Eric Järvlepp Recalls 1971 Dinner Dance
Updated: Aug 15
by Eric Järvlepp
1967 was Canada's centennial year. To mark this occasion, the National Arts Centre was built for the people of Canada by the federal government in the nation's capital city, Ottawa. It was finished in 1969. The well known National Arts Centre Orchestra was an important component of this project. Their opera series functioned for a few years before it was terminated. Its independent successor, Opera Lyra, suffered the same fate. Apparently there was not enough public support.
In the National Arts Centre is a room called the Salon, which is used for meetings, dinners and dances. It has an ornate floor-to-ceiling aluminum entrance structure that is usually closed but can be opened. It is a massive piece of art. There is a square wooden dance floor surrounded by a carpeted area with moveable tables and chairs. Since the Centre was built for the people of Canada, the Salon was made available to groups and organizations who could rent it for approved events. It cost $60 (in 1970 dollars) for four hours. Initially its existence was not well known. The Nordic Society held a dinner dance there in February, 1971. Olav Løken was the president at that time. Mrs. Leena Järvlepp (wife of the author) was the convener of the event. She had been hired as a temporary employee by Census Canada for the 1971 census, working in the No. 8 temporary building at the Dow's Lake. She ended up making the arrangements for this event from a common wall-mounted telephone in the hallway during office hours. Dinner had to be ordered from the Arts Centre's own catering service which charged a dollar or two more than similar meals would cost at hotels and restaurants. But this was a convenient arrangement. Eleven ladies arrived wearing their national costumes. The black Norwegian attire looked majestic. (refers to photo above) The Ottawa Journal published a review of this event including the photo above. The author’s wife Leena is in the back row, third from the left. CNS member Hjørdis Weibust is also in the photo, in the back row, third from the right.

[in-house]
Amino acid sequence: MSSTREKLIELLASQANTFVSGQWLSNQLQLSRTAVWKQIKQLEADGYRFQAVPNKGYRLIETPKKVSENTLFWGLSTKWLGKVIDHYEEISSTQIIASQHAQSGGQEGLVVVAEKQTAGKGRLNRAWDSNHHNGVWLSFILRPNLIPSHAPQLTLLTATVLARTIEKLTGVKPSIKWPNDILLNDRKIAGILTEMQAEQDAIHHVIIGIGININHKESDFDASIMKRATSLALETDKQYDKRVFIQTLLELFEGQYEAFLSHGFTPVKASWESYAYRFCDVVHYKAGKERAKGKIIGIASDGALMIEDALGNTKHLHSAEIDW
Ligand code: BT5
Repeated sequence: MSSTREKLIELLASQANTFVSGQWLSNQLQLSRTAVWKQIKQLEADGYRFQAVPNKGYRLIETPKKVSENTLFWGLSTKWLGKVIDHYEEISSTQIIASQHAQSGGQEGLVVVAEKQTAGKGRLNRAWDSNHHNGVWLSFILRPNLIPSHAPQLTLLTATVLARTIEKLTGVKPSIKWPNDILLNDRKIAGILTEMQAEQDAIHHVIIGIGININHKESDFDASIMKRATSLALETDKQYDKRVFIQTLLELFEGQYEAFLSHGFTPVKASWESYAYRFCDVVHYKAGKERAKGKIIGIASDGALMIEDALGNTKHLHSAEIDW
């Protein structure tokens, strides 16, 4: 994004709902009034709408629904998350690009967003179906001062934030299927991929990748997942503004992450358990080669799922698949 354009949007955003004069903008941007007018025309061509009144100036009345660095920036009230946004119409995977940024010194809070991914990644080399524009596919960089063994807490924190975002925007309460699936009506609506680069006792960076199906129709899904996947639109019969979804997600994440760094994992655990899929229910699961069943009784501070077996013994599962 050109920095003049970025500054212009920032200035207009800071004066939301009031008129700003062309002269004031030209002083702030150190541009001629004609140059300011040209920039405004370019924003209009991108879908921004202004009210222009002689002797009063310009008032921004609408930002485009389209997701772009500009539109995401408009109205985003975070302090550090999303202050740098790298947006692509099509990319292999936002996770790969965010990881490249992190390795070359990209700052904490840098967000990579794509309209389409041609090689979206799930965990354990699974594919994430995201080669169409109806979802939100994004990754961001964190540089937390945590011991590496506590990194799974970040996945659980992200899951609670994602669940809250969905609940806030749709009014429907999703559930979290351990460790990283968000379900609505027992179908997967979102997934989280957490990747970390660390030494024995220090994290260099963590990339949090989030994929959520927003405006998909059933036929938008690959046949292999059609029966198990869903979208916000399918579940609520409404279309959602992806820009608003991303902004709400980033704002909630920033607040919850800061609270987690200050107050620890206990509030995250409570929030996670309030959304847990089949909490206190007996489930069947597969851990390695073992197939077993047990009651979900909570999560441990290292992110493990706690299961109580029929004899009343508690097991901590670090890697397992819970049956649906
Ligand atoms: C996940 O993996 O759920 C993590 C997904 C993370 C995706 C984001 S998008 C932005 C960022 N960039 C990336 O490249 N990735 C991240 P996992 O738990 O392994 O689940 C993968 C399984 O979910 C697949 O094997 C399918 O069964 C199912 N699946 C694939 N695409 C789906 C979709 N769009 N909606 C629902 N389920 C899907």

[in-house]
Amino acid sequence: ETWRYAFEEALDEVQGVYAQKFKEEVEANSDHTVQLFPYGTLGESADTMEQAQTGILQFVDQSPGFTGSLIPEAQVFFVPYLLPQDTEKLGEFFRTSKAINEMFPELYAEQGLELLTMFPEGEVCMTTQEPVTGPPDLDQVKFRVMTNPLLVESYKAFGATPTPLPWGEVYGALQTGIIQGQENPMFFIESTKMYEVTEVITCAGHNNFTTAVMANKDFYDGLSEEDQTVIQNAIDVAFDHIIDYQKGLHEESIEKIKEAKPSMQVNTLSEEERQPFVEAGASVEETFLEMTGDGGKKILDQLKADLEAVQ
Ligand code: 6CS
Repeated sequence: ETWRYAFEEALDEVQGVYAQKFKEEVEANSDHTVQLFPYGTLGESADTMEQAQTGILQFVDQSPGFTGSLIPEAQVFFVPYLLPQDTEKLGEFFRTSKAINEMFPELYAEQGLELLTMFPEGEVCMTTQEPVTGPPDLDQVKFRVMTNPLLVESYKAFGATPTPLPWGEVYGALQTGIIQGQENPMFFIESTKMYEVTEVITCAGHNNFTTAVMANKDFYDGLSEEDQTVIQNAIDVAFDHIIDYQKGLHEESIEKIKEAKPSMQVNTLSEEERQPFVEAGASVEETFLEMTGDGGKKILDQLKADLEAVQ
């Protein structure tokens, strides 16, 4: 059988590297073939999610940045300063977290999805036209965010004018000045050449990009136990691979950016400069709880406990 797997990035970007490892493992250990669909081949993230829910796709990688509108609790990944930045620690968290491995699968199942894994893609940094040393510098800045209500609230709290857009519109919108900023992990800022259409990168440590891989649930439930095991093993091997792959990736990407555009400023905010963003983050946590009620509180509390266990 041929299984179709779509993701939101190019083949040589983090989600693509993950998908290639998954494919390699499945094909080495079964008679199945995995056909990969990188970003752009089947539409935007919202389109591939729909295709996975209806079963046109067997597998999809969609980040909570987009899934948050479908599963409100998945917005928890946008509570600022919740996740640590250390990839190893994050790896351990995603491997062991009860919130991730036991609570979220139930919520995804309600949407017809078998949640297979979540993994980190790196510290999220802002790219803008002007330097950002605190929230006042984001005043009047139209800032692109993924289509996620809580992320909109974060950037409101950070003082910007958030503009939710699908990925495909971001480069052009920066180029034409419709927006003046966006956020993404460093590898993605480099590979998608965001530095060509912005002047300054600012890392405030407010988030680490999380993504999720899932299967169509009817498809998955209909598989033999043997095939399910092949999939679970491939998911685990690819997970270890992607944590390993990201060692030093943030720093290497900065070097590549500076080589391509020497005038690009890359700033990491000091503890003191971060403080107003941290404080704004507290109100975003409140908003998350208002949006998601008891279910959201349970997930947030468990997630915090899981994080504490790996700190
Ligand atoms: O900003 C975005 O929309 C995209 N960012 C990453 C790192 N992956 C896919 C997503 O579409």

Leena selected the Finnish “letkis" as the opening dance. It is a "snake" dance in which the hands are placed on the shoulders of the person in front. The dancers take two short steps, then stop and kick sideways with one foot. Then two more steps, a stop and kick sideways with the other foot. This was fun and everyone joined the line. It did not take long before the dancers and the band had different rhythms and the dance became organized chaos. So much more fun!
A young couple promised to lead the dance but failed to show up. So the author of this article was ordered by the convener to lead the dance but soon had to bow out due to back problems. So Leena led the snake dance herself until the end. Ballroom dancing followed. Music was provided by the DiLabio Dance Band. When the news got around that groups could rent the Salon for a reasonable price, a very long waiting list formed and finally the initiative was terminated. While it was still available, the Estonian and Latvian Societies had two dinner dances and the Nordic Sociey had one, among others.